Release Date: 21st February 2014
Running Time: 118 minutes
Director: Akiva Goldsman
Starring: Colin Farrell, Jessica Brown Findlay, Russel Crowe, Jennifer Connelly
Winter is a special time of year. Magic is in the air. Miracles can happen. Or so Akiva Goldsman, scriptwriter of The Da Vinci Code and Angels and Demons, would have you believe in his latest project; A New York Winter’s Tale. Yes the man who brought the works of Dan Brown (complete with sky-diving priests) to the big screen is back. His latest effort is a passion project, adapting the Mark Helprin’s 1983 novel. It is a simple tale of love, flying horses, and a time-travelling Disney prince with life-saving kisses.
Colin Farrell is our hero Peter Lake, a caddish thief on the run from former employer Pearly (Russell Crowe, delivering the best Oirish accent since Robin Hood), when he crosses paths with the love of his life Beverly (Jessica Brown Findlay). More than just star-crossed lovers, the relationship seems to anger the minions of the devil himself, who will stop at nothing to prevent their happiness from bringing joy to the world. It is a head-spinning concept, involving heavenly creatures and spanning multiple centuries. Helprin’s source material is certainly a dense tome to be drawing from, sadly what Goldsman pulls from it is as coherent as a drunkard after a four day pub crawl.
If there are any miracles to speak of here it is how the director manages to cram in scenes of pure insanity in-between the insipid love story. This is a film that opens with a young immigrant couple, having been refused entry into America, deciding to cast their new born son adrift on the choppy waves of the Hudson river in a model wooden ship rather than have him return to their homeland with them. A film where our heroine possesses a fever so intense that it melts the snow underfoot as she walks. And when Pearly consults with the mysterious Judge…well, best not to spoil the cameo, but it is almost as if we have wandered into an entirely different movie.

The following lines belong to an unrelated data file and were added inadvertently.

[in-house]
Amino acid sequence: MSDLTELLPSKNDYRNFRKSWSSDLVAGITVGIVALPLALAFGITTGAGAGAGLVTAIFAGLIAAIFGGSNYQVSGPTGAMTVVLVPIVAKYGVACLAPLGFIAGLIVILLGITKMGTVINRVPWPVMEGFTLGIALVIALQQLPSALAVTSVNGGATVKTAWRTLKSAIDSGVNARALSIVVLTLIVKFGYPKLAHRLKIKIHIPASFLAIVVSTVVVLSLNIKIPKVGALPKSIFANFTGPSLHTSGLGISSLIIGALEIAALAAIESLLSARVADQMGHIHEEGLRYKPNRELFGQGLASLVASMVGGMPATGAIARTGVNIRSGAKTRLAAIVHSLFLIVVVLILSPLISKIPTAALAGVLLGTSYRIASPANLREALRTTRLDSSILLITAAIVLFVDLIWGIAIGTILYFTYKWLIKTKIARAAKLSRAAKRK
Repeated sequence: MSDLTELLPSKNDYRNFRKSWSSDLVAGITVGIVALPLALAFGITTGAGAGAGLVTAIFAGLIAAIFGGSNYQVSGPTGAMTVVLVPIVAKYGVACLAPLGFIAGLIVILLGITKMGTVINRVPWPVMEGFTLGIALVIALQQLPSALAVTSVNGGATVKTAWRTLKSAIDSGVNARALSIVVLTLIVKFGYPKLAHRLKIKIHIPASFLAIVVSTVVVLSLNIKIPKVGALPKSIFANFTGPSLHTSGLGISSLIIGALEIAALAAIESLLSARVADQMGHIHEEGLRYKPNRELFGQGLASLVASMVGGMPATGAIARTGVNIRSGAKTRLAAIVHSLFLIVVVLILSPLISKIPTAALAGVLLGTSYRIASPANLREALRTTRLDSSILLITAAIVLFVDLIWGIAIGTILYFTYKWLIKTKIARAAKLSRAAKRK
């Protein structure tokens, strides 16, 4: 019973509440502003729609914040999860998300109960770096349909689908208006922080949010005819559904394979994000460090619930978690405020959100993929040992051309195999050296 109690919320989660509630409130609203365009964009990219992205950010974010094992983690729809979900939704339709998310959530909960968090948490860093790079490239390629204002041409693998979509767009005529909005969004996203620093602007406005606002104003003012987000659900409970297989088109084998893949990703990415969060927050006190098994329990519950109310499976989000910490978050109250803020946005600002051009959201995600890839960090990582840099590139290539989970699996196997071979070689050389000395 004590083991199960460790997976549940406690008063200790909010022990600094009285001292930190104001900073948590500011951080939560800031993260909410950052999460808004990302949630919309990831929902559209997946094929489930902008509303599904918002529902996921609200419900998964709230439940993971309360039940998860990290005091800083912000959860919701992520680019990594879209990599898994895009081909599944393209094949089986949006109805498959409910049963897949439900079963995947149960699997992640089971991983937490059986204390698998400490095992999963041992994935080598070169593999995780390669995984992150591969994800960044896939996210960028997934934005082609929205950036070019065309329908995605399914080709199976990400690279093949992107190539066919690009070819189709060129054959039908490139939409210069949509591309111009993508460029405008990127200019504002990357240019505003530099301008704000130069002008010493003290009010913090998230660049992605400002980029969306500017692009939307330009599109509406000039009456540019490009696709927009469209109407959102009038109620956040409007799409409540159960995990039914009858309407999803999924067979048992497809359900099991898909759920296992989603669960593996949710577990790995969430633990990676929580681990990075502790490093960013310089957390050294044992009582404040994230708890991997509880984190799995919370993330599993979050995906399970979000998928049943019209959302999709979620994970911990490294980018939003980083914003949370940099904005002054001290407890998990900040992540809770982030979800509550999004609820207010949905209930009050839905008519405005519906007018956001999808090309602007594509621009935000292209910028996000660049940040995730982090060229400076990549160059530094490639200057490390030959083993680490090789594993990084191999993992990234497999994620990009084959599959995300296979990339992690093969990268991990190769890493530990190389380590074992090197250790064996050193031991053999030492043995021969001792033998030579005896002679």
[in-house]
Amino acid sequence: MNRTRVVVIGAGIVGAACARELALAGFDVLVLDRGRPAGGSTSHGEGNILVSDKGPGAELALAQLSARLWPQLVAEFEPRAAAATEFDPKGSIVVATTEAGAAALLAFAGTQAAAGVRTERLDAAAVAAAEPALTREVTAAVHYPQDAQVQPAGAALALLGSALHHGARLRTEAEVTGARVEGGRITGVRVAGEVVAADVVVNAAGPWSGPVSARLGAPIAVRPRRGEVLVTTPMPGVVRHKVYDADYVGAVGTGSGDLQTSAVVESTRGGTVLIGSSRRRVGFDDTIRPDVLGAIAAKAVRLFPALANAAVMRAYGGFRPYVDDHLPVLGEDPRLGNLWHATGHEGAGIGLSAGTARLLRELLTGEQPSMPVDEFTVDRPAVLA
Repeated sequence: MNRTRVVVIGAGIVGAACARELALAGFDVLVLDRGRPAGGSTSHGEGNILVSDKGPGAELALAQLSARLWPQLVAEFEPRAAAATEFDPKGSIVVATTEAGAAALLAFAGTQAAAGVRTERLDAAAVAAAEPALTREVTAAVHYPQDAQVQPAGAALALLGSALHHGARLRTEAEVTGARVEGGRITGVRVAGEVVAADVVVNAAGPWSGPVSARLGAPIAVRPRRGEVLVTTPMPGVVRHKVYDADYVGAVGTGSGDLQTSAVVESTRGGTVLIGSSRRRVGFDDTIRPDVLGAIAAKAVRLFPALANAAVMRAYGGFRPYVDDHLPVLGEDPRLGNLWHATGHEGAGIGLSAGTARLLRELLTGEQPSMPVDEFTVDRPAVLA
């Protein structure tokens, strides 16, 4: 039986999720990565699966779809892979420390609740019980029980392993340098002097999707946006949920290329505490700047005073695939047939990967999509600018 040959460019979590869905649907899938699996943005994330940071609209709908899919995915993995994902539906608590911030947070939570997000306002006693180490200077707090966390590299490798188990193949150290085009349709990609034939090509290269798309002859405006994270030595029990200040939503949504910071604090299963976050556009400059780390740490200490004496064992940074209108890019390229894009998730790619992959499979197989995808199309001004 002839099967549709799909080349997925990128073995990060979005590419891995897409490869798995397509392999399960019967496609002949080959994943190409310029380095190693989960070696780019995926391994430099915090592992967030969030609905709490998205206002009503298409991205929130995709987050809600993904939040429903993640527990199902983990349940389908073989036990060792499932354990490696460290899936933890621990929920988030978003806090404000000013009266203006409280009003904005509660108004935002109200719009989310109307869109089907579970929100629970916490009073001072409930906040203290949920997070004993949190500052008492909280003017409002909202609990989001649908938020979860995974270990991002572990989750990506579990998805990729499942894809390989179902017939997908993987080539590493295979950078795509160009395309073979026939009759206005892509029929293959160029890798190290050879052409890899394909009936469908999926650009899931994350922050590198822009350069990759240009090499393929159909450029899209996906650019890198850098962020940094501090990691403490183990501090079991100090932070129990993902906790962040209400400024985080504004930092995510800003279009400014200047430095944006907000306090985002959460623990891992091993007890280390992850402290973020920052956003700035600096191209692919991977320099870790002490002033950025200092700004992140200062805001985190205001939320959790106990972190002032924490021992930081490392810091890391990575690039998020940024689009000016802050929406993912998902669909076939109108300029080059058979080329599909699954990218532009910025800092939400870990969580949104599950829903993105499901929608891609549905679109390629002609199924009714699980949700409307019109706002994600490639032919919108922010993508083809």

A New York Winter’s Tale is unquestionably a bad film, but it’s a special kind of bad. One of those peculiar offerings where jaws drop to the floor in sheer amazement of not only what is happening onscreen, but for the commitment shown by everyone involved. For all its faults, no-one can say the cast is not completely onboard as they spew out their inane chatter about soul-mates, demons and constellations. This dedication, along with moments of unintentional hilarity, makes for an entirely watchable, at times almost enjoyable experience. All the signs pointed to this being a hokey love story of unspeakable blandness. Instead it is a fun little train wreck. A minor miracle in itself.